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Volume 31 - Issue 1 - June 2006
C. R. Heathcote
This expository paper discusses a particular approach to the estimation of the expected occupation times of finite state space stochastic processes in discrete time. In the public health context these occupation times are known as health expectancies, since they are the future times that a person of given age is expected to spend in different states of health. An assumption is that aggregate data is available as published by official statistical agencies, and this is typically the case with health data. A large sample logistic regression methodology is described and used to estimate age-dependent probabilities of states and hence the expectancies.
Frederick H. Chen
An epidemiological model of HIV transmission with endogenously determined risk behavior is presented, and its predictions regarding the impact of improving access to antiretroviral therapy (ART) are derived. It is shown that if antiretroviral treatment decreases the transmission probability by a higher percentage than the treatment-induced reduction in AIDS mortality rate, then HIV prevalence may be lowered by expanding ART coverage. Otherwise, increasing access to treatment will worsen the epidemic. Although expanding ART coverage can result in disease eradication if the transmission probability is lowered sufficiently, the conditions under which eradication obtains are more stringent than those predicted by conventional epidemiological models with exogenously specified individual behavior.
Jane M. Heffernan and Robert M. Corless
We explore the use of a computer algebra system to solve some very simple linear delay differential equations (DDEs). Though simple, some of these DDEs are useful in their own right, and may also be helpful as test problems for more general methods. The solution methods included in this paper are of interest because they are widely used in studies involving the solution to DDEs, and can be easily automated using tools provided by computer algebra. In this paper we give detailed descriptions of the classical method of steps, the Laplace transform method, and a novel least-squares method, followed by some discussion on the limitations and successes of each.
E. G. Kyriakidis and T. D. Dimitrakos
An infinite-state Markov decision model is considered for the control of a simple immigration process, which represents a pest population, by an intermittent predator. It is assumed that the predator may leave the habitat before capturing all the pests. The cost rate caused by the pests is an increasing function of their population size, while the cost rate of the controlling action is constant. A sequence of suitable finite-state Markov decision models is constructed such that the optimal average-cost policies in the sequence converge to the optimal average-cost policy in the original model. There is strong numerical evidence that the optimal policy introduces the predator if and only if the pest population is greater than or equal to some critical size.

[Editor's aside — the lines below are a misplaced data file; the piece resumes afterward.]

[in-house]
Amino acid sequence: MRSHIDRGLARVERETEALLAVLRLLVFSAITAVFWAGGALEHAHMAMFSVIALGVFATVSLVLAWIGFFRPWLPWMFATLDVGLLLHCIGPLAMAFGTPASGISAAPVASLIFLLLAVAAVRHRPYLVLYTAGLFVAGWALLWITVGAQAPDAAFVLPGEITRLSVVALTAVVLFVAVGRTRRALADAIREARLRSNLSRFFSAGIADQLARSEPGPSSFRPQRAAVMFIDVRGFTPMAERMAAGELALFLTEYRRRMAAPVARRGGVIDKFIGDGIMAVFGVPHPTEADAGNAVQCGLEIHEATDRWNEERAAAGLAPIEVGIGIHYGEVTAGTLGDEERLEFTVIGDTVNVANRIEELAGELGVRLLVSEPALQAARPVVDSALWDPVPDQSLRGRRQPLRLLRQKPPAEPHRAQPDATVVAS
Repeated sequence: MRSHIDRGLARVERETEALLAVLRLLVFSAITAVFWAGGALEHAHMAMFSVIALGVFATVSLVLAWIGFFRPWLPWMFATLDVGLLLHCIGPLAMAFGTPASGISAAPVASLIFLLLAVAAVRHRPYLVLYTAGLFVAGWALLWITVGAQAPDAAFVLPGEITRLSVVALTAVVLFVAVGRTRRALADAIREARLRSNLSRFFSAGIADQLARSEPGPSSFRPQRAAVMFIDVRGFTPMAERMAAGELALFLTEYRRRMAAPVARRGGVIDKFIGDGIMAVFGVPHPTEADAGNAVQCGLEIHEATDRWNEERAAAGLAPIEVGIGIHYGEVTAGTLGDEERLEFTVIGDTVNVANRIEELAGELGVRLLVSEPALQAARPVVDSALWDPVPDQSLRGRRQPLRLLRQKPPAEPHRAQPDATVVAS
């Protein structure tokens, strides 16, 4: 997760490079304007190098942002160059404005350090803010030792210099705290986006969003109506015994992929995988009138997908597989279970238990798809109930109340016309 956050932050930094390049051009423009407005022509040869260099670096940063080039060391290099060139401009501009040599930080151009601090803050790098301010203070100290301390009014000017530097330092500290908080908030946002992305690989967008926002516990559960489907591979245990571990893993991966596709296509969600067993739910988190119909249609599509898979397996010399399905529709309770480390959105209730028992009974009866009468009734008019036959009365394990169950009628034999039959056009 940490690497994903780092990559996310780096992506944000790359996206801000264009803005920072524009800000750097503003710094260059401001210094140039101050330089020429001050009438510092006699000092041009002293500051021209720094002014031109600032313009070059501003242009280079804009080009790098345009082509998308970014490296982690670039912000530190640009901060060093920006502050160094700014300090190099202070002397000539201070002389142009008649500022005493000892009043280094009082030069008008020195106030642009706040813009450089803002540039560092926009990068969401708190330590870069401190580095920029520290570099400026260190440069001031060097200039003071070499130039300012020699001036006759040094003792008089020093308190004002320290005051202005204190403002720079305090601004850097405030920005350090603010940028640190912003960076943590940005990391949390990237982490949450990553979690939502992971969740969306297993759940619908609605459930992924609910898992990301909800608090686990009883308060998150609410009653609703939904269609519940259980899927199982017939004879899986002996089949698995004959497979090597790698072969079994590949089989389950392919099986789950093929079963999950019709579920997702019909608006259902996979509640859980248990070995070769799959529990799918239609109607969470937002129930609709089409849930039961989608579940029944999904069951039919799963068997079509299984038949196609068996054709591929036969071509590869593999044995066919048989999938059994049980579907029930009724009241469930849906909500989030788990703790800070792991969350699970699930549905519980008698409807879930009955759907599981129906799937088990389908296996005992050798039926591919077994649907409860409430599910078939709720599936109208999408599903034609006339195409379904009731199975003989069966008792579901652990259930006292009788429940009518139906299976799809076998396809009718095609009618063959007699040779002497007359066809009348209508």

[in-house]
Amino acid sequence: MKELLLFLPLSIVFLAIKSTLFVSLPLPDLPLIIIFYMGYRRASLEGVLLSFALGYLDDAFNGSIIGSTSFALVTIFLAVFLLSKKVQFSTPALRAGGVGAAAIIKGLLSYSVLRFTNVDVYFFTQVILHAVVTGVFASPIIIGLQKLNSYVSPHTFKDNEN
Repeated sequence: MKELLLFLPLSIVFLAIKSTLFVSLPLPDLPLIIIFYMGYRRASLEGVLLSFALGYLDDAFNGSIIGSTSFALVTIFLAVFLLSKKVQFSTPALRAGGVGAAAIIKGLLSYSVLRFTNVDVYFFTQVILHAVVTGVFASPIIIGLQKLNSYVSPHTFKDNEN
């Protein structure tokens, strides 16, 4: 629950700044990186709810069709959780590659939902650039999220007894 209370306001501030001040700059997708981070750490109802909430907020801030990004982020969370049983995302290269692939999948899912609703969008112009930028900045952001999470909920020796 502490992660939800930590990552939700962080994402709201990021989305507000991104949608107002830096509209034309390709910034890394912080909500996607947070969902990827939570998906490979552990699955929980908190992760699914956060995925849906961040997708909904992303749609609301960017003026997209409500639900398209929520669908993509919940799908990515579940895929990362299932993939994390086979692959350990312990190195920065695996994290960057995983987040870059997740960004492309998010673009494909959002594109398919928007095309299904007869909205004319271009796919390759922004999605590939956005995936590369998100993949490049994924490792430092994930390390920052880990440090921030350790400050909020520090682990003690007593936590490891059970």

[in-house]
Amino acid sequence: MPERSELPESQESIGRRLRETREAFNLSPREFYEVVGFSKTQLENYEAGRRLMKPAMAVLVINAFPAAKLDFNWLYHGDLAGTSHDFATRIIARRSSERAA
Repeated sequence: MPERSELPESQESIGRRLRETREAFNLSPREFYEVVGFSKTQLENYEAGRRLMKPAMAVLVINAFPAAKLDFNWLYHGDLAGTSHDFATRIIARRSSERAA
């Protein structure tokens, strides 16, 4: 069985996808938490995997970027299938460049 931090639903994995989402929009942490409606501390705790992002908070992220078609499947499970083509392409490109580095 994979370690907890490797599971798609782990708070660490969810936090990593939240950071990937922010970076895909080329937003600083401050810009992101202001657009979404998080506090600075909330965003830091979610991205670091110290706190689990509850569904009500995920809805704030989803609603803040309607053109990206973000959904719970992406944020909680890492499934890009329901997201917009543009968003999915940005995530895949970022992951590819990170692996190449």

Max-Olivier Hongler and Roger Filliger
We present an exact solution to a model for two species interacting according to a nonlinear Kolmogorov-type equation with a structure similar to that of predator–prey models. We obtain simple analytical expressions for the parametric equations of the cycles, the cycles in the phase space, and the Hamiltonian and the corresponding integrating factor, showing that the dynamics are globally conservative. We then propose a general method for constructing similar classes of evolutionary models. As a particular example, we derive the evolutionary equation describing the time-dependent behavior of a two-player, two-strategy asymmetric game.
P. R. Parthasarathy and R. Sudhesh
A time-dependent solution for the number of customers in an M/M/1 queue with piecewise-constant arrival and departure rates is derived in closed form. An explicit expression is also found for the time-dependent mean of the queue length, and numerical illustrations provided for three simple cases.
Saralees Nadarajah and Samuel Kotz
A new Cauchy distribution with finite mean and finite variance is introduced. Various structural properties of this distribution are derived, including its cumulative density function, moments and maximum likelihood estimates and the Fisher information matrix.